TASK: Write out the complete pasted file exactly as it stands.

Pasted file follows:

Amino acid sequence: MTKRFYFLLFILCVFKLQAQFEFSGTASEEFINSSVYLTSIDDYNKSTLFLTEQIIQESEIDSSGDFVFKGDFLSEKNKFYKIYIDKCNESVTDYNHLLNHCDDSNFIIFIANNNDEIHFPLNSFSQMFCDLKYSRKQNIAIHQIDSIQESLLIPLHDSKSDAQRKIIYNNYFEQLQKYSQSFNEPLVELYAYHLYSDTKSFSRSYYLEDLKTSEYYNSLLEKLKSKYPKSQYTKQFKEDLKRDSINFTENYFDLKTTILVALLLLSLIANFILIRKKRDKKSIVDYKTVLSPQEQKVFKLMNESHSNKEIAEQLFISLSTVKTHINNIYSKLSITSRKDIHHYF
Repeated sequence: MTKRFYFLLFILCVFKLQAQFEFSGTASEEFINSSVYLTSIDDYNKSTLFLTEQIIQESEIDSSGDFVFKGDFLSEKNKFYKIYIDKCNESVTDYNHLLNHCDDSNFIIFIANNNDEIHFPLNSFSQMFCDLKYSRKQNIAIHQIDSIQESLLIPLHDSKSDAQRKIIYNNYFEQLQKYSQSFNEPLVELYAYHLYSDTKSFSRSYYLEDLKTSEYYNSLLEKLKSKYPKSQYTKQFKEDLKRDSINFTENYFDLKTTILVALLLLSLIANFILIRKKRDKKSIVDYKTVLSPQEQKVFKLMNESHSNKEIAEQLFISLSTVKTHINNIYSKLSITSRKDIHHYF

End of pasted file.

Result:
Amino acid sequence: MTKRFYFLLFILCVFKLQAQFEFSGTASEEFINSSVYLTSIDDYNKSTLFLTEQIIQESEIDSSGDFVFKGDFLSEKNKFYKIYIDKCNESVTDYNHLLNHCDDSNFIIFIANNNDEIHFPLNSFSQMFCDLKYSRKQNIAIHQIDSIQESLLIPLHDSKSDAQRKIIYNNYFEQLQKYSQSFNEPLVELYAYHLYSDTKSFSRSYYLEDLKTSEYYNSLLEKLKSKYPKSQYTKQFKEDLKRDSINFTENYFDLKTTILVALLLLSLIANFILIRKKRDKKSIVDYKTVLSPQEQKVFKLMNESHSNKEIAEQLFISLSTVKTHINNIYSKLSITSRKDIHHYF
Repeated sequence: MTKRFYFLLFILCVFKLQAQFEFSGTASEEFINSSVYLTSIDDYNKSTLFLTEQIIQESEIDSSGDFVFKGDFLSEKNKFYKIYIDKCNESVTDYNHLLNHCDDSNFIIFIANNNDEIHFPLNSFSQMFCDLKYSRKQNIAIHQIDSIQESLLIPLHDSKSDAQRKIIYNNYFEQLQKYSQSFNEPLVELYAYHLYSDTKSFSRSYYLEDLKTSEYYNSLLEKLKSKYPKSQYTKQFKEDLKRDSINFTENYFDLKTTILVALLLLSLIANFILIRKKRDKKSIVDYKTVLSPQEQKVFKLMNESHSNKEIAEQLFISLSTVKTHINNIYSKLSITSRKDIHHYF